Wolverhampton City Council (19 000 899)

Category : Children's care services > Adoption

Decision : Upheld

Decision date : 15 Oct 2019

The Ombudsman's final decision:

Summary: Ms X complains the Council has failed to fully implement the recommendations made by the stage three review panel. The Council’s failure to review and amend its Adoption Support Policy in line with the review panel’s recommendations and the Council’s own assurances amounts to fault.

The complaint

  1. The complainant, whom I shall refer to as Ms X complains the Council has failed to fully implement the recommendations made by the stage three review panel. In particular, Ms X complains the Council has not complied with a recommendation to review the Adoption Support Policy.

Back to top

The Ombudsman’s role and powers

  1. We investigate complaints about ‘maladministration’ and ‘service failure’. In this statement, I have used the word fault to refer to these. We must also consider whether any fault has had an adverse impact on the person making the complaint. I refer to this as ‘injustice’. If there has been fault which has caused an injustice, we may suggest a remedy. (Local Government Act 1974, sections 26(1) and 26A(1), as amended)
  2. If we are satisfied with a council’s actions or proposed actions, we can complete our investigation and issue a decision statement. (Local Government Act 1974, section 30(1B) and 34H(i), as amended)

Back to top

How I considered this complaint

  1. As part of the investigation, I have:
    • considered the complaint and the documents provided by Ms X;
    • made enquiries of the Council and considered the comments and documents the Council provided;
    • discussed the issues with Ms X; and
    • sent a statement setting out my draft decision to Ms X and the Council and invited their comments.

Back to top

What I found

Adoption Support

  1. In addition to counselling, advice and information, the Adoption Support Services Regulations sets out the prescribed adoption support services as:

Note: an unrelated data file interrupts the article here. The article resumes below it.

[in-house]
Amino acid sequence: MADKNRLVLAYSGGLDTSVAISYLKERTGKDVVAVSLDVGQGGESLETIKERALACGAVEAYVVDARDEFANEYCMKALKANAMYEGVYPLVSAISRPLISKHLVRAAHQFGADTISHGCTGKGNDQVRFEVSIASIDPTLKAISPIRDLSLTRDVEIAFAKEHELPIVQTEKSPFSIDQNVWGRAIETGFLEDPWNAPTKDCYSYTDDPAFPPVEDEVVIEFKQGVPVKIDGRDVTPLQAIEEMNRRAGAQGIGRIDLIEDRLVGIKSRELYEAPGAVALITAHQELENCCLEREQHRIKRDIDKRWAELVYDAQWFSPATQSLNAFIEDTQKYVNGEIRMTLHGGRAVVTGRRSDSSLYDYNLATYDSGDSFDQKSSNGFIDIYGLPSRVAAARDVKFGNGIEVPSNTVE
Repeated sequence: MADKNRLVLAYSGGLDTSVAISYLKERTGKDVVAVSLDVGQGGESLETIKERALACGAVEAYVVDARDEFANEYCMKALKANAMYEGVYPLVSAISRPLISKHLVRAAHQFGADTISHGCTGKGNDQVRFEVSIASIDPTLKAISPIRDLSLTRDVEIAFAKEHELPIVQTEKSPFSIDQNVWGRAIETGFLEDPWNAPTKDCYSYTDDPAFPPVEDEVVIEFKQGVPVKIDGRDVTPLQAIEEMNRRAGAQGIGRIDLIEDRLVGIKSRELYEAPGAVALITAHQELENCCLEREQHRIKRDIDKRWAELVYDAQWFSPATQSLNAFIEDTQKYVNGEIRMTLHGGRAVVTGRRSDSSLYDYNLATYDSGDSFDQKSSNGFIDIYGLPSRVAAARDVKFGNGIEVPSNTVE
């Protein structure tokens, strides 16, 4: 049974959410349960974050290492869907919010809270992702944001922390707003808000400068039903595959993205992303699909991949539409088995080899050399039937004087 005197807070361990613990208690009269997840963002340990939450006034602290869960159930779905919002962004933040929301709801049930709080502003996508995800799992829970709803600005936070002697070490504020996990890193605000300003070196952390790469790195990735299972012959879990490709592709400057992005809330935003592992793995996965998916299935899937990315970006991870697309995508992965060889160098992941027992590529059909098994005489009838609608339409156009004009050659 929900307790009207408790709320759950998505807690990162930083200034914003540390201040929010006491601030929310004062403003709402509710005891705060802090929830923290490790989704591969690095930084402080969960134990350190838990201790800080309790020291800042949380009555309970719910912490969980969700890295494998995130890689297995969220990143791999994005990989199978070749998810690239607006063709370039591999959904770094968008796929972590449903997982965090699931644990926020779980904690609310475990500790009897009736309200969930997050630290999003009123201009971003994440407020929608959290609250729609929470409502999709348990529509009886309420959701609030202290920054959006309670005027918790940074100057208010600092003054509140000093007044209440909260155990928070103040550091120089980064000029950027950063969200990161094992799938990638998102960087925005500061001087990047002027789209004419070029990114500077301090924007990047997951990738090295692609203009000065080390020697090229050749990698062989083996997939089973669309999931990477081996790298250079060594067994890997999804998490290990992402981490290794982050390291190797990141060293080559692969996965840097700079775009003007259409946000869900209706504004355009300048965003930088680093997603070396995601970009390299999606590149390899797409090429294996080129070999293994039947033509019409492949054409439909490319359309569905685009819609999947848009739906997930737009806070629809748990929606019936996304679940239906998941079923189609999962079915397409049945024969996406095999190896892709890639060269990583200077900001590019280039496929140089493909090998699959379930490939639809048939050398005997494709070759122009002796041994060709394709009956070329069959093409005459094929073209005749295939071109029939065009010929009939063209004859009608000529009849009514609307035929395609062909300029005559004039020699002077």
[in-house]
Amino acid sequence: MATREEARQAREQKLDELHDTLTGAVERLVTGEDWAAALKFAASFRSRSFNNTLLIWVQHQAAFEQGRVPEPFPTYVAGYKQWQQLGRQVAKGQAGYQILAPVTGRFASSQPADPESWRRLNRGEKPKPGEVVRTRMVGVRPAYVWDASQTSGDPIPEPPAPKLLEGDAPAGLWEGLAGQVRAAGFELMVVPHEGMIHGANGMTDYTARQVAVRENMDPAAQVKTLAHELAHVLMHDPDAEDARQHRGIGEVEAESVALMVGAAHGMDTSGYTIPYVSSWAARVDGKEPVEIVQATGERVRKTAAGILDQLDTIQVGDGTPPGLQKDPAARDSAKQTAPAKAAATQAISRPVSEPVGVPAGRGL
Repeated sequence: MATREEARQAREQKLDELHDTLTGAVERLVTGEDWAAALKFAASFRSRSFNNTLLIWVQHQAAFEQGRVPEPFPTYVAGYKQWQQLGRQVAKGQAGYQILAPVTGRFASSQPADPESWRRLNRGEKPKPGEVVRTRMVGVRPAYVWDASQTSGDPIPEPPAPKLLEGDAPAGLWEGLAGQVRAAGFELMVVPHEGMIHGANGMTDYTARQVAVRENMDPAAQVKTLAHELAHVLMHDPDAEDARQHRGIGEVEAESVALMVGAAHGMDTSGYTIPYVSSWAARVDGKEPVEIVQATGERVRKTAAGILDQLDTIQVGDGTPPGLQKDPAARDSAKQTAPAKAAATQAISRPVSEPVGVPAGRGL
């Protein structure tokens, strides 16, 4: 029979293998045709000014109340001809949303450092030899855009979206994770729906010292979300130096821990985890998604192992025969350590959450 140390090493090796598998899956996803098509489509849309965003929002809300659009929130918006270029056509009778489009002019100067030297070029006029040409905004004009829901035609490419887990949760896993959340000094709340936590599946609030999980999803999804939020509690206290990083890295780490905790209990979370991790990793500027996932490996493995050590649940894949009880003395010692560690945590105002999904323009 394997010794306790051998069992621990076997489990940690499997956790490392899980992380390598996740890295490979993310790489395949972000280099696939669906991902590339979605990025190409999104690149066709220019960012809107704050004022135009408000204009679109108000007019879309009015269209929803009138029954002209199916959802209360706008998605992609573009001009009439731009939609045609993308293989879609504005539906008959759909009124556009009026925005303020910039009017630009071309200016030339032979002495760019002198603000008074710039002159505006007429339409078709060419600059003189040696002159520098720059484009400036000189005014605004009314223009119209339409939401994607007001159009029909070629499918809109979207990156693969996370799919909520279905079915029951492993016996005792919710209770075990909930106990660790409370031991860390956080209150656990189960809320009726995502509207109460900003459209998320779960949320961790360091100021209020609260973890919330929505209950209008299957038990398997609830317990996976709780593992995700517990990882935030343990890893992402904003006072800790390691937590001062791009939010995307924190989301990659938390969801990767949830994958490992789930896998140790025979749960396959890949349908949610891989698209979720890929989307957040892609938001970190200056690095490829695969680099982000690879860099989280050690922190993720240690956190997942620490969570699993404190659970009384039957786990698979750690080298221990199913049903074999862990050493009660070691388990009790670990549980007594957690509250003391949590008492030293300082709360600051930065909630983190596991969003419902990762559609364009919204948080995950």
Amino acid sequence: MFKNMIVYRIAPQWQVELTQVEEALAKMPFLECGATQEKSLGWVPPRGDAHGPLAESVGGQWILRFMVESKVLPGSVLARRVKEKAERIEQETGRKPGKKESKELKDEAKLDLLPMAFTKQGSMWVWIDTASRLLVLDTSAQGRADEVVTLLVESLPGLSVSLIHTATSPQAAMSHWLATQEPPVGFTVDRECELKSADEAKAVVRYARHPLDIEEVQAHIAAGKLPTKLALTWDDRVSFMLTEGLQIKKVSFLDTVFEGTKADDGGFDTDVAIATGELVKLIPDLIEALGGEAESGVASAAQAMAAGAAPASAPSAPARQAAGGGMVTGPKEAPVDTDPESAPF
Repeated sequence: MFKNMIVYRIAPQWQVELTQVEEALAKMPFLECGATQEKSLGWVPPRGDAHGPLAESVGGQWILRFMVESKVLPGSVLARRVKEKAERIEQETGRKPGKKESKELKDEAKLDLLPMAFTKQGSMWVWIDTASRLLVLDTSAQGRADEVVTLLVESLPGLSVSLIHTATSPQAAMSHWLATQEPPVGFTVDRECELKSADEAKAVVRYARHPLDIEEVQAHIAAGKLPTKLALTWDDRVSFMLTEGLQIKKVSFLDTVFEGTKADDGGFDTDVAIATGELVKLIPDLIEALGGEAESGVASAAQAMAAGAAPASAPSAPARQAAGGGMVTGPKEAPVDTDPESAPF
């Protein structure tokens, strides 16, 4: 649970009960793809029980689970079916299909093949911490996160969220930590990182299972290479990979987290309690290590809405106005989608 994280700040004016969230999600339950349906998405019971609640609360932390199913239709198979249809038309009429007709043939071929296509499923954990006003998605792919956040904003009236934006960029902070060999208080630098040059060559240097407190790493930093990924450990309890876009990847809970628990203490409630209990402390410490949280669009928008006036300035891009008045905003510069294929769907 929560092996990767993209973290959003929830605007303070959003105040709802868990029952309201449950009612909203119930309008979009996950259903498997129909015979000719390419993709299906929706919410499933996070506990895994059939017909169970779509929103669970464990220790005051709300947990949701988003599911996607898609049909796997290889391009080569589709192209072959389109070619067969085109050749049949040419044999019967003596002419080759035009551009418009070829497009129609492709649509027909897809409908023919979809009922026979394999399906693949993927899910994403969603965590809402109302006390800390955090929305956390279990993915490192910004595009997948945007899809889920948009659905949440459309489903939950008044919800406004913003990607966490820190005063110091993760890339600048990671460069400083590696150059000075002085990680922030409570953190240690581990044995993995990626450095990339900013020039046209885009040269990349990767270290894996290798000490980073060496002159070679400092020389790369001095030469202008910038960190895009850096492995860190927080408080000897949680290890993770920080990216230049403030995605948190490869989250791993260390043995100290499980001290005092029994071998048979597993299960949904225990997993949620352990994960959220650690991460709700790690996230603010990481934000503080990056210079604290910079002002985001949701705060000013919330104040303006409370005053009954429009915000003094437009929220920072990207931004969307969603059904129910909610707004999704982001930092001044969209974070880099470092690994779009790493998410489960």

• financial support;
    • services to enable groups of adoptive children, adoptive parents and natural parents or former guardians of an adoptive child to discuss matters relating to adoption;
    • assistance, including mediation services, in relation to arrangements for contact between an adoptive child and a natural parent, natural sibling, former guardian or a related person of the adoptive child;
    • services in relation to the therapeutic needs of an adoptive child;
    • assistance for the purpose of ensuring the continuance of the relationship between an adoptive child and his adoptive parent. This includes training for adoptive parents for the purpose of meeting any special needs of the child; and respite care.
    • assistance where disruption of an adoptive placement, or of an adoption arrangement following the making of an adoption order, has occurred or is in danger of occurring.
  2. The Regulations also set out who local authorities must provide support services to. This includes people living outside the local authority’s area
  3. Statutory Guidance on adoption confirms that where a child is placed with an adoptive parent living outside the local authority’s area

“the placing authority is responsible for the assessment for and provision of such support services as are identified as needed for a period of three years following the making of the adoption order.”

  1. After the three-year period following the adoption order, the local authority where the adoptive family lives will be responsible for assessing and providing adoptive support services. This three-year limitation does not apply to financial support.

What happened here